Long Island Army veteran Alex Antiohos, two others released from Iraqi military custodyBY Alison Gendar
December 28, 2011
A Long Island Army veteran and two co-workers were released from Iraqi military custody Tuesday after being held for almost three weeks, a congressman said.
Alex Antiohos, a private contractor with a security firm doing work in Iraq, and his two colleagues were released from an Iraqi military compound, said Congressman Peter King (R-L.I.).
“He’s now safe, in American hands in Baghdad, supposedly well-treated, and to be coming home any day now,” King said.
The trio was stopped and detained on Dec. 9 while escorting a convoy. They were grabbed by members of the Iraqi Defense Ministry in a dispute over paperwork required for foreigners to be working in Iraq, King said.
“They had legal papers, given by the Interior Ministry, and they were stopped by Defense Ministry people who said the paperwork was invalid,” King said. “There was some internal fight within fractions in Iraq, and they were pawns.”
King said he and his staff learned of Antiohos’ dangerous predicament when the contractor’s wife, Melissa, called King’s Long Island office saying the Iraqis had arrested her husband.
King and his staff notified the White House, the State Department, the Defense Department and the Iraqi embassy and pressed for the contractor’s release.
The contractors were being held in Mahmudiyah, part of the infamous "Triangle of Death," King said.
When answers were lacking, King said he started the paperwork to send a staffer - a former intelligence officer with experience in Iraq and Afghanistan - to Iraq to press the cause.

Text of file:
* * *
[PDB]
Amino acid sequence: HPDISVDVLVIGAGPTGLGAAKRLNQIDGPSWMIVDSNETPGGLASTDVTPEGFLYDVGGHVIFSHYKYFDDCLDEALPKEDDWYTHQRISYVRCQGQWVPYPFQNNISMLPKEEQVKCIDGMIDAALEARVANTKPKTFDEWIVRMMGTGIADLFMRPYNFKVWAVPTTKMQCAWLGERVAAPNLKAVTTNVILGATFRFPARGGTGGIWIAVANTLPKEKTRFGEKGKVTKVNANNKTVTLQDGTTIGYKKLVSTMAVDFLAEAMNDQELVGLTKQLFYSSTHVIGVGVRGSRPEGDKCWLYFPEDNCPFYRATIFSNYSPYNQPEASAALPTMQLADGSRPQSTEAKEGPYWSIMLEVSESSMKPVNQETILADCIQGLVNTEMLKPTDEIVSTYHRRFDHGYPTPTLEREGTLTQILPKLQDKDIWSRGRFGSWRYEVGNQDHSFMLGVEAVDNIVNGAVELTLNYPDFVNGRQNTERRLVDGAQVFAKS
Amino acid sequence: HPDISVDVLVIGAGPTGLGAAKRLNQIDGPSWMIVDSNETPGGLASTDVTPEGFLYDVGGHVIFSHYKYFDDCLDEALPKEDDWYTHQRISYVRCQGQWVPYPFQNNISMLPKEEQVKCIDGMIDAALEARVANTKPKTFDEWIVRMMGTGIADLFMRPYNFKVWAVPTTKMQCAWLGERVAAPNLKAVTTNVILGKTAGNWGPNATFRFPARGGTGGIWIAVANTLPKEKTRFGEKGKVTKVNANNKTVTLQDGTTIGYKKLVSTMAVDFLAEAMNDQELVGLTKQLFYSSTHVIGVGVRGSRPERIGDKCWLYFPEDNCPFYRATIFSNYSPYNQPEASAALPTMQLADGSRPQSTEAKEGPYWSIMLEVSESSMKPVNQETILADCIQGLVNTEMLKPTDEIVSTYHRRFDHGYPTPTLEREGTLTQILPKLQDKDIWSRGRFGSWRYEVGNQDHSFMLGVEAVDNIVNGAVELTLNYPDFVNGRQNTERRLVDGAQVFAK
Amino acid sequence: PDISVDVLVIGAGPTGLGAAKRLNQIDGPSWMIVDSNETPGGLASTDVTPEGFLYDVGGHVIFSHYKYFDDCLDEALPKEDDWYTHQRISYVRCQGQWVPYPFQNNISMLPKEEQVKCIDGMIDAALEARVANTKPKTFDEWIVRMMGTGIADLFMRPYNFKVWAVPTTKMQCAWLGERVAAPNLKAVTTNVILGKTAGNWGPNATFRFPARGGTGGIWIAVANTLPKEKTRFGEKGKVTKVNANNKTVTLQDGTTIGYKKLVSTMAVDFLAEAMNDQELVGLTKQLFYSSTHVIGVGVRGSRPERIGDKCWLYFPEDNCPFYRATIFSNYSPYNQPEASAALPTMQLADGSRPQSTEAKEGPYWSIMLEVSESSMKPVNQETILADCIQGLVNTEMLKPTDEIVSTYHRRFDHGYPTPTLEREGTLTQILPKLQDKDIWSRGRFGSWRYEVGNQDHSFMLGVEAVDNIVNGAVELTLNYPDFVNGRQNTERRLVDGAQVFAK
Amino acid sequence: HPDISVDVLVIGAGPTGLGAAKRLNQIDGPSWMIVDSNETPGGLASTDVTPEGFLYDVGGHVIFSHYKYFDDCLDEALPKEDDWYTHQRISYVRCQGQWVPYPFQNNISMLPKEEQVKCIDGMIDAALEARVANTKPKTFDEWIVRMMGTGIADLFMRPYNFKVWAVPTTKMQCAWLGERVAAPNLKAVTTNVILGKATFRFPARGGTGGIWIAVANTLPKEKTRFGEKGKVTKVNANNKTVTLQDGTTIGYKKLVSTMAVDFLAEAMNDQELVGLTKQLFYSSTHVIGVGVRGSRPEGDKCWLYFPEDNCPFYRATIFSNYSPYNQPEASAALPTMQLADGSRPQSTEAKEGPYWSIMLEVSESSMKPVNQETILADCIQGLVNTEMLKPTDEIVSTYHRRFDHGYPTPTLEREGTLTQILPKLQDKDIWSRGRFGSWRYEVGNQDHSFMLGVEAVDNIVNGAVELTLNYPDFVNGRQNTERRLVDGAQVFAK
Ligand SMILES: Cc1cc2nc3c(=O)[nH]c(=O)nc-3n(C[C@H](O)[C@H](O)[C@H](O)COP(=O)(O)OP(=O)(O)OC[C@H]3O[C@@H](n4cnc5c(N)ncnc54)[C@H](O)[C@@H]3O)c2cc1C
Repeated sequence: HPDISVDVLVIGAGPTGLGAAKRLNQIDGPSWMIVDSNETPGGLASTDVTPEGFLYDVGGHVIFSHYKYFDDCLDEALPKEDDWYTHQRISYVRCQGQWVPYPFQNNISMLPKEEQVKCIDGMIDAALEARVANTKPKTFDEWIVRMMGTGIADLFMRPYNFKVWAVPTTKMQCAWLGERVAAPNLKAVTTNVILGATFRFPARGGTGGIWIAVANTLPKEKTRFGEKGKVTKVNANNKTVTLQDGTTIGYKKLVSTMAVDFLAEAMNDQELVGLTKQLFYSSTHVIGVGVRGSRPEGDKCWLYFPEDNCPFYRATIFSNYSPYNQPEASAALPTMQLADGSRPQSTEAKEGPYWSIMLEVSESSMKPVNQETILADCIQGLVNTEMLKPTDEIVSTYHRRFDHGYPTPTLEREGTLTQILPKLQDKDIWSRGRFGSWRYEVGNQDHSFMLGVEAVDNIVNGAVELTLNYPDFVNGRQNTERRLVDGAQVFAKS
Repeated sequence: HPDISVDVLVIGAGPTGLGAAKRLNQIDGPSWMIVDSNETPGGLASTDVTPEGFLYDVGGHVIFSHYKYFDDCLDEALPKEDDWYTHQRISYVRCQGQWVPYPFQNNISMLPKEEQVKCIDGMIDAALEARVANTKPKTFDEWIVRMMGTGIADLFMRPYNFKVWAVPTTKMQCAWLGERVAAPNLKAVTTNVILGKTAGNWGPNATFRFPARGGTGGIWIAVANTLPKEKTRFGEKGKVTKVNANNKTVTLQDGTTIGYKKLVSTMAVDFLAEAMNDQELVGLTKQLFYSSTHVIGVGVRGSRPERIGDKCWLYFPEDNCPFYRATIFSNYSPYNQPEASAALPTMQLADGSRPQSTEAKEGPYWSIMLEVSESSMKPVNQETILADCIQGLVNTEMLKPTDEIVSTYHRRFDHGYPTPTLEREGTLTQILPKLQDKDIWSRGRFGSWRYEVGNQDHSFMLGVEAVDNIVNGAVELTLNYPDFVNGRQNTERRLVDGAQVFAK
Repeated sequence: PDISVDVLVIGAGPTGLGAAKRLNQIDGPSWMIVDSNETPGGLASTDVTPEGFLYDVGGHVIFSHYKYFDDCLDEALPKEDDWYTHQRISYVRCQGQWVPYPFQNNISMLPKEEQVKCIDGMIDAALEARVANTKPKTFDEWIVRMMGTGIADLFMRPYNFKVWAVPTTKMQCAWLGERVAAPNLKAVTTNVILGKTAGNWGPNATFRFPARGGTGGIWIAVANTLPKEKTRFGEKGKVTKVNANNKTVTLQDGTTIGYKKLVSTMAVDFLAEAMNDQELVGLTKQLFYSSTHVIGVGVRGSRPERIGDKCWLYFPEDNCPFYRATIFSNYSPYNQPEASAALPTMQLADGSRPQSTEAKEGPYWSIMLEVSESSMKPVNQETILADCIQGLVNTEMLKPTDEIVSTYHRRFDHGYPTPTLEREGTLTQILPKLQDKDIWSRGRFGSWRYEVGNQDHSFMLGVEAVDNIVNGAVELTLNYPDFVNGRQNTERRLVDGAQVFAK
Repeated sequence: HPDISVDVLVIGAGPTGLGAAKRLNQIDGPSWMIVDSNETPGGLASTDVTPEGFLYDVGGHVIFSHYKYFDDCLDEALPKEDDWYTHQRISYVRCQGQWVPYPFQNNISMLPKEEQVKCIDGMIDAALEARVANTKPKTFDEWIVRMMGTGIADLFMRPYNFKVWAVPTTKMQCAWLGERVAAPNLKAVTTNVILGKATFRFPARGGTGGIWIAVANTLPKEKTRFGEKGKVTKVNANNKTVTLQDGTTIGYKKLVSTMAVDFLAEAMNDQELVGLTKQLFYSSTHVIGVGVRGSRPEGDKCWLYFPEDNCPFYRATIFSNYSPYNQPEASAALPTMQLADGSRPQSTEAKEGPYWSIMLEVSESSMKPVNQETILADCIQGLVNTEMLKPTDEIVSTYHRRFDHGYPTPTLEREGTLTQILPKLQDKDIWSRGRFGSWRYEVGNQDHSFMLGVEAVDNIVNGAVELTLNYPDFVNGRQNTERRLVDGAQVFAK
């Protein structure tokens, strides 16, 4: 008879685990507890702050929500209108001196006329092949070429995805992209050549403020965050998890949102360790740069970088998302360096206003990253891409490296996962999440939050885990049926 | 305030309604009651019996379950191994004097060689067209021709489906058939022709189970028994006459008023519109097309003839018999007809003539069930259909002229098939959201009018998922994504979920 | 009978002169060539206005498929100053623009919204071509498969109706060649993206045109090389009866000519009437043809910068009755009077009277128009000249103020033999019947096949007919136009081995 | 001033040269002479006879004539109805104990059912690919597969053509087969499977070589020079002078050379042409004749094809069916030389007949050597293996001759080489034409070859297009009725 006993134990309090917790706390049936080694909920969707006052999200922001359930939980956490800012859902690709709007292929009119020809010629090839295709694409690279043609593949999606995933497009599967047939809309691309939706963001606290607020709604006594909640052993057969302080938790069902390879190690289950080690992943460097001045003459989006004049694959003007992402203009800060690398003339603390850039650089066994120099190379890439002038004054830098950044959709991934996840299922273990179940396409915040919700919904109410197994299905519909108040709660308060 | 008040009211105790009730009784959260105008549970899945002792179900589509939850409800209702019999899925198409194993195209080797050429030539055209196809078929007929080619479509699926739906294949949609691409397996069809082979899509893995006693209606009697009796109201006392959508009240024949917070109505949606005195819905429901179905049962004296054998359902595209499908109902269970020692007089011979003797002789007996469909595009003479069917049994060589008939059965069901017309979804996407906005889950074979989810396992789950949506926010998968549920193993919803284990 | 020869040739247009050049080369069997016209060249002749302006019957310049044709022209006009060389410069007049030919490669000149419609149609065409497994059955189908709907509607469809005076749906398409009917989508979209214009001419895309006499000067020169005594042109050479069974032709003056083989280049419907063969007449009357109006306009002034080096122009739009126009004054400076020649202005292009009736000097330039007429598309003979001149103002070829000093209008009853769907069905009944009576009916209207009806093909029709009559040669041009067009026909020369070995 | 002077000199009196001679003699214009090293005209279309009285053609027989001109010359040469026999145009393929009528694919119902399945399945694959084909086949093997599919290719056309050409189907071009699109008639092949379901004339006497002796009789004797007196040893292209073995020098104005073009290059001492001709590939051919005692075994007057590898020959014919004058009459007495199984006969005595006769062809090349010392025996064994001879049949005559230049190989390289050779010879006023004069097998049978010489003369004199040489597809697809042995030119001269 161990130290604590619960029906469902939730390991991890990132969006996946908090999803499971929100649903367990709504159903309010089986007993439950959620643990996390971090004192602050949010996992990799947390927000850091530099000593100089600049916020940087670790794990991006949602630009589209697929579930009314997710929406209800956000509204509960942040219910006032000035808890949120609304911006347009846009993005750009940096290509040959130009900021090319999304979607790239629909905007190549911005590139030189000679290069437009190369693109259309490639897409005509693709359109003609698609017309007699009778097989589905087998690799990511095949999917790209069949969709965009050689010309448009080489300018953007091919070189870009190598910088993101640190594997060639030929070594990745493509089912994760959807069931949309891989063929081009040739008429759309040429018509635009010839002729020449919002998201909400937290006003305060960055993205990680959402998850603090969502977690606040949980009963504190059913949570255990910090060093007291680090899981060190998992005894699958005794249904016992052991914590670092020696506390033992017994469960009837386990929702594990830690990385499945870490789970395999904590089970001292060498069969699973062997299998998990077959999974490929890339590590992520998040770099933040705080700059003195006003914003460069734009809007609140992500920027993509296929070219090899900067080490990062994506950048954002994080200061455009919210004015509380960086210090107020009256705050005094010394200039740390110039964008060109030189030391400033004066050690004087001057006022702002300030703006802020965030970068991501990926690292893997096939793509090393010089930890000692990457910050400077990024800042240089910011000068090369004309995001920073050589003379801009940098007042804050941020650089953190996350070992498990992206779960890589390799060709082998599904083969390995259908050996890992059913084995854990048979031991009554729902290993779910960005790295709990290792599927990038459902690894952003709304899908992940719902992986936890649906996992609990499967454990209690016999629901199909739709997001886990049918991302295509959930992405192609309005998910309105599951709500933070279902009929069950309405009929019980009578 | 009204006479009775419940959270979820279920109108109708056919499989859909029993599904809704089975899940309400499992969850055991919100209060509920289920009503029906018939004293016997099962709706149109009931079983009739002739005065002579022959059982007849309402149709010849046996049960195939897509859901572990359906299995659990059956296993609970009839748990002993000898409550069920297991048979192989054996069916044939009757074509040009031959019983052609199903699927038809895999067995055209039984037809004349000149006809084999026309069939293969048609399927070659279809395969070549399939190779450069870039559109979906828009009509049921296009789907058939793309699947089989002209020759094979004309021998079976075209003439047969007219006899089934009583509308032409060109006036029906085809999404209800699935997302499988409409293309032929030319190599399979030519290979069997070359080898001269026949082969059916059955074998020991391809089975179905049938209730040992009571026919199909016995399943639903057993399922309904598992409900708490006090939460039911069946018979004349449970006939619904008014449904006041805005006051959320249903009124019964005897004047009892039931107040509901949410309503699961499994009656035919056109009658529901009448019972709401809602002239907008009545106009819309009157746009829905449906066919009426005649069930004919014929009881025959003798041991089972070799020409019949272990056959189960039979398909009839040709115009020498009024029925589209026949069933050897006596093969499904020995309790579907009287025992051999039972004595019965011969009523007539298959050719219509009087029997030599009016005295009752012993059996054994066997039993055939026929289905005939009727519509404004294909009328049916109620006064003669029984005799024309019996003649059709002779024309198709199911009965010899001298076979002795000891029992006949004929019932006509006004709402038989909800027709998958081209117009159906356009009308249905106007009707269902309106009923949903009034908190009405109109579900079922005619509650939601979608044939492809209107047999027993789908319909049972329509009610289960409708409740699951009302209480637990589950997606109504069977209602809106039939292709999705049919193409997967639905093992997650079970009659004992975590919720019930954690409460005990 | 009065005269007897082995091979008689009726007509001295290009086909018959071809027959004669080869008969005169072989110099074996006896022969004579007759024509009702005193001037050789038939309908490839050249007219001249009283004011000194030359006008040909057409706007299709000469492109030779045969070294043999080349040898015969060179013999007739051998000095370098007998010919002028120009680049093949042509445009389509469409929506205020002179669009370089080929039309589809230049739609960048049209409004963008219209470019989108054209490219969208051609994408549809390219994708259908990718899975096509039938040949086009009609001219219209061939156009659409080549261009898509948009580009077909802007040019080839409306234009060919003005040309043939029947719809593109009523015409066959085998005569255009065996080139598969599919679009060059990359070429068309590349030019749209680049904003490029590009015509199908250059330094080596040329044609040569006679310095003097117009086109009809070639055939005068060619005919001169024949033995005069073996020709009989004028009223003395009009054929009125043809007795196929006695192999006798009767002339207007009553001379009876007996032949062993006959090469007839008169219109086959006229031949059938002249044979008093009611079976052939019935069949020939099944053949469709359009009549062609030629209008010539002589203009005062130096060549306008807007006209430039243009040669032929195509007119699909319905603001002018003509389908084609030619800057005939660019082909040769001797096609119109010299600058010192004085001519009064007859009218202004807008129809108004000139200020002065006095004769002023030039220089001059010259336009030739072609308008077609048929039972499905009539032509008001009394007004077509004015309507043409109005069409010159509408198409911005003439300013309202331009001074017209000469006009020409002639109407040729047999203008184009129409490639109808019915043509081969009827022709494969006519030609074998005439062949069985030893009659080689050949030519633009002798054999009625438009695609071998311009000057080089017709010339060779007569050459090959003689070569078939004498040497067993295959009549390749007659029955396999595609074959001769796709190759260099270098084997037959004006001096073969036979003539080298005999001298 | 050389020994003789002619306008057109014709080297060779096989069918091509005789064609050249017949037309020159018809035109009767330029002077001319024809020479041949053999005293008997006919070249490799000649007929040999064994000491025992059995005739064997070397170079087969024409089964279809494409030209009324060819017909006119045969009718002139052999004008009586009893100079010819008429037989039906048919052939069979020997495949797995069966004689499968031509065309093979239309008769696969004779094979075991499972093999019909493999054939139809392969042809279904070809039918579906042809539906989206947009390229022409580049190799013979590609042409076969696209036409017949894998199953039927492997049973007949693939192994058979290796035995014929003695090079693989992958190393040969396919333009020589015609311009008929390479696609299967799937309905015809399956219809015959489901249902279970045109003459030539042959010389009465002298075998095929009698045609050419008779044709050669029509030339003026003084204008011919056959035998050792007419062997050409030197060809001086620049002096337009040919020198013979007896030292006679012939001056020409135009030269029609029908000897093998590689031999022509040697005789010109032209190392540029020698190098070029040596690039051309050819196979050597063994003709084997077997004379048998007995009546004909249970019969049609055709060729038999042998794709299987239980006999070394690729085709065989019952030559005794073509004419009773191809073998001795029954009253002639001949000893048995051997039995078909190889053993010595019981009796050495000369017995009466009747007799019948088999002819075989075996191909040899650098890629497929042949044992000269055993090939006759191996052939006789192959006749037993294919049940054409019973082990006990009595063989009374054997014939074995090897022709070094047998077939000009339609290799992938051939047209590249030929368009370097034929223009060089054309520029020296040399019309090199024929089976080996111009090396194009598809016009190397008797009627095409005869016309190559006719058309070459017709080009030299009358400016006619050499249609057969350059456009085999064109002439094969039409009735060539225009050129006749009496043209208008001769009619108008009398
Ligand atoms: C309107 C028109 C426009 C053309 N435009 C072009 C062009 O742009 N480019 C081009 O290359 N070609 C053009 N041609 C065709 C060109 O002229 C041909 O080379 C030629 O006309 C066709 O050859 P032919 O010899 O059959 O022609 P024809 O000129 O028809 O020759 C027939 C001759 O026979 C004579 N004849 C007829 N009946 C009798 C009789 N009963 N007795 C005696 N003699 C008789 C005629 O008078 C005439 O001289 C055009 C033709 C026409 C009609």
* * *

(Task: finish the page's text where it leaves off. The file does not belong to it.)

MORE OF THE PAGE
King’s office received word Tuesday that Antiohos, 32, and colleagues Jonas March of Savannah, Ga., and Kevin Fisher of Fiji had been released.
“We needed to press, but not create a situation. Things are such that we were afraid if we didn’t get them out soon, we might not get them out at all,” said King, chairman of the House Homeland Security committee.
King said he was worried that the fact that Antiohos was a former Green Beret, and the interest from the Homeland Security committee, could hurt rather than help the effort to get the three released.
“If whatever was going on internally grew worse, they really could have been turned into real pawns,” King said.
Antiohos’ wife declined comment until her husband came home.
His mom and sister - who hadn’t known he had been detained - were stunned, but grateful.
“I remember telling him, with all the soldiers leaving Iraq, to make sure you have 14 eyes instead of just two to be alert and take care,” said his mother, Marian Sakoutis.